“It was so affecting,” Odenkirk said. “It’s still something I think about every day. I literally lay in bed at night listening to my heart and thinking about all the people who responded when they heard this happened, and just every chance I get, I want to say thank you to everyone.”
He quipped that he generally thinks of social media as “a place of poison and evil” but added, “Then this moment was just beauty and love from strangers. And I don’t really have it figured out yet except that it felt so damn good and still does. People aren’t as bad as I thought they were.”
The 59-year-old Breaking Bad alum shared a similar sentiment during a PaleyFest event in Los Angeles attended by The Hollywood Reporter on Saturday. “You treated me like I was a real angel, which blew my mind when I finally got my mind back,” he told the crowd.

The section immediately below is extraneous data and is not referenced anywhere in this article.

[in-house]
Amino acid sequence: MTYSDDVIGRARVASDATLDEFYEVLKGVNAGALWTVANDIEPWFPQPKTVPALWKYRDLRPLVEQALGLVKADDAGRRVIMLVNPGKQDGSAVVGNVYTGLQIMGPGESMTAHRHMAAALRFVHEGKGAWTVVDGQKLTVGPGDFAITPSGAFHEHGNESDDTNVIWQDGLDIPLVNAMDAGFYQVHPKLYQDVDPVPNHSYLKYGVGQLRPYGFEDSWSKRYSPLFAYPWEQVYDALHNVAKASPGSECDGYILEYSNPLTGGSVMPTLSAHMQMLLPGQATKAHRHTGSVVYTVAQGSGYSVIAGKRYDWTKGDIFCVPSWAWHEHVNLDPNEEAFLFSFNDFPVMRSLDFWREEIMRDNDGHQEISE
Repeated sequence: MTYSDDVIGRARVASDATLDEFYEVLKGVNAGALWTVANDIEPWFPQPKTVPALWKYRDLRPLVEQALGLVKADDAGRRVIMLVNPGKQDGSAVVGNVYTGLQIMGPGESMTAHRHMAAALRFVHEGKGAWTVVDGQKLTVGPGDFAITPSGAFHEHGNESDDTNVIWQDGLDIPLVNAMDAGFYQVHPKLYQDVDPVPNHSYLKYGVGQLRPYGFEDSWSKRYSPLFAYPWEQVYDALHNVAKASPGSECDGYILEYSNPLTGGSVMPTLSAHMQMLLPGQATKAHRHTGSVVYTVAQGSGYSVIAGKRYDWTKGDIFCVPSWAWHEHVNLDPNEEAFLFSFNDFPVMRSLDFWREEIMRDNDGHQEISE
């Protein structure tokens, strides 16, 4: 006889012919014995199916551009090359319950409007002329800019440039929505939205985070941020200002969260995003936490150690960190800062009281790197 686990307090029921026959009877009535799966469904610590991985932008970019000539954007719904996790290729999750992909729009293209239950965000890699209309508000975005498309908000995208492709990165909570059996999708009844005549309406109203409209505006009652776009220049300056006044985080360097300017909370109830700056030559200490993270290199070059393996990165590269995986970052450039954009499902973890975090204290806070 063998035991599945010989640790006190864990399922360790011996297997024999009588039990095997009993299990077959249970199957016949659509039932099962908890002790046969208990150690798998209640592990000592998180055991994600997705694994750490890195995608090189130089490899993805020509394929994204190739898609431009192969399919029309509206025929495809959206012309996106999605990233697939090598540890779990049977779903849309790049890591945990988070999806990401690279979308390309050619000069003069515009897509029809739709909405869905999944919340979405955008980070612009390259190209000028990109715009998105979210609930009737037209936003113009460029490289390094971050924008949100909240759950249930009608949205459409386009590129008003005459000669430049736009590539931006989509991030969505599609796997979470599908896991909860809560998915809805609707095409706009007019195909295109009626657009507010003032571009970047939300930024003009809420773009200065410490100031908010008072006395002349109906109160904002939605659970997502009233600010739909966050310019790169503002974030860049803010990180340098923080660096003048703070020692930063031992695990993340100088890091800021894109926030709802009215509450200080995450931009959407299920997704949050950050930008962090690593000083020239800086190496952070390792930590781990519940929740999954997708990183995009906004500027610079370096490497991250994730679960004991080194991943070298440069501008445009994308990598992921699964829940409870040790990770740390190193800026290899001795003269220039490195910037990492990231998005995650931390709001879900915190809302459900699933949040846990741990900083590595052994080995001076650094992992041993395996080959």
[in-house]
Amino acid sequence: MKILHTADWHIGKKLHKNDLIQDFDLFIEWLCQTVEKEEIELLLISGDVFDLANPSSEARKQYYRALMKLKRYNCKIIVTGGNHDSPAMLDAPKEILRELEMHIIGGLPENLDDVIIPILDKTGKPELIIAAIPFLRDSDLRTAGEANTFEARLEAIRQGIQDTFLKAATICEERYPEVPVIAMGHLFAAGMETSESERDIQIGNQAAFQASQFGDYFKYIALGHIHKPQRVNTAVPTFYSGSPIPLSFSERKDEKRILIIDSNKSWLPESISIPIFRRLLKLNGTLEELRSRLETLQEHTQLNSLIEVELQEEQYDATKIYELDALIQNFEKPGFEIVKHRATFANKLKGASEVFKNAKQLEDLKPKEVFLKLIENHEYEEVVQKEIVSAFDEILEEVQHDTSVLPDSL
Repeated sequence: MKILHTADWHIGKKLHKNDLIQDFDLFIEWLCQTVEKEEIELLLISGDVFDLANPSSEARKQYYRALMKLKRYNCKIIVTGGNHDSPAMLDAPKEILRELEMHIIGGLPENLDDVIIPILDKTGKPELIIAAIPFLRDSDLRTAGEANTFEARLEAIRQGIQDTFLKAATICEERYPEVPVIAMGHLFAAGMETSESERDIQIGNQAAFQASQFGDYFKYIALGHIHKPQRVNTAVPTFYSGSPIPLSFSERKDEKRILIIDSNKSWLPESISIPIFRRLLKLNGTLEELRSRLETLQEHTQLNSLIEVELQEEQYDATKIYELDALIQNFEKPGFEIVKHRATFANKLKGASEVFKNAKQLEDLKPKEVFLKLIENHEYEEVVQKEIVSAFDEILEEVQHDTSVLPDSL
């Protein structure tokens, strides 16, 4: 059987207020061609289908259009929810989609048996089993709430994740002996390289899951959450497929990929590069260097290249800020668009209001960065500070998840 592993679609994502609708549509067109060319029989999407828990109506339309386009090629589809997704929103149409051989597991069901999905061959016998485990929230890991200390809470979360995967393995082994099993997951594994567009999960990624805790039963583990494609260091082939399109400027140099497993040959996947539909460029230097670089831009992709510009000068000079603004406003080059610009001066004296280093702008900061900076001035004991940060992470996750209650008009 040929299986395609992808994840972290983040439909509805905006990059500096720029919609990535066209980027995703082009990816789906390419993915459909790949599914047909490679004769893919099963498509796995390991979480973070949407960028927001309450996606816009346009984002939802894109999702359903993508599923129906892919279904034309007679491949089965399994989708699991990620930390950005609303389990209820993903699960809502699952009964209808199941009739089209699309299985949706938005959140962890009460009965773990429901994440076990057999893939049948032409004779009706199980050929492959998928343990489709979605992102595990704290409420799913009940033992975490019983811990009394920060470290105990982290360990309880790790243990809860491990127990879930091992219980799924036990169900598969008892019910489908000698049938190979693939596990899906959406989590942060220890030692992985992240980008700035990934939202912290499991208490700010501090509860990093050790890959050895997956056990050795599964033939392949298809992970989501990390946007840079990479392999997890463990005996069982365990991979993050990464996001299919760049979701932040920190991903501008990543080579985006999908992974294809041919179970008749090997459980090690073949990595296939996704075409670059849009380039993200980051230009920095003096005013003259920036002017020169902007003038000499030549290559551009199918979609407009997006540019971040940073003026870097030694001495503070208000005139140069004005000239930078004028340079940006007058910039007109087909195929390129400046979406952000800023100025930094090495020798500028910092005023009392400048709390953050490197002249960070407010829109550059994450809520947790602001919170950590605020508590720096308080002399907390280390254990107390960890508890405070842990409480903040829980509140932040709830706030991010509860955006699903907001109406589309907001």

During the interview with Kimmel, the host also asked how it felt to pick up filming the show later that summer following his recovery. “We shot half the scene, and then I died, and then five weeks later, we came back to shoot the other half of the scene,” Odenkirk said about Better Call Saul, which launches its sixth and final season April 18. “And I had to watch it because I don’t have any memory of this incident or the next eight days.”
— Jimmy Kimmel Live (@JimmyKimmelLive) April 15, 2022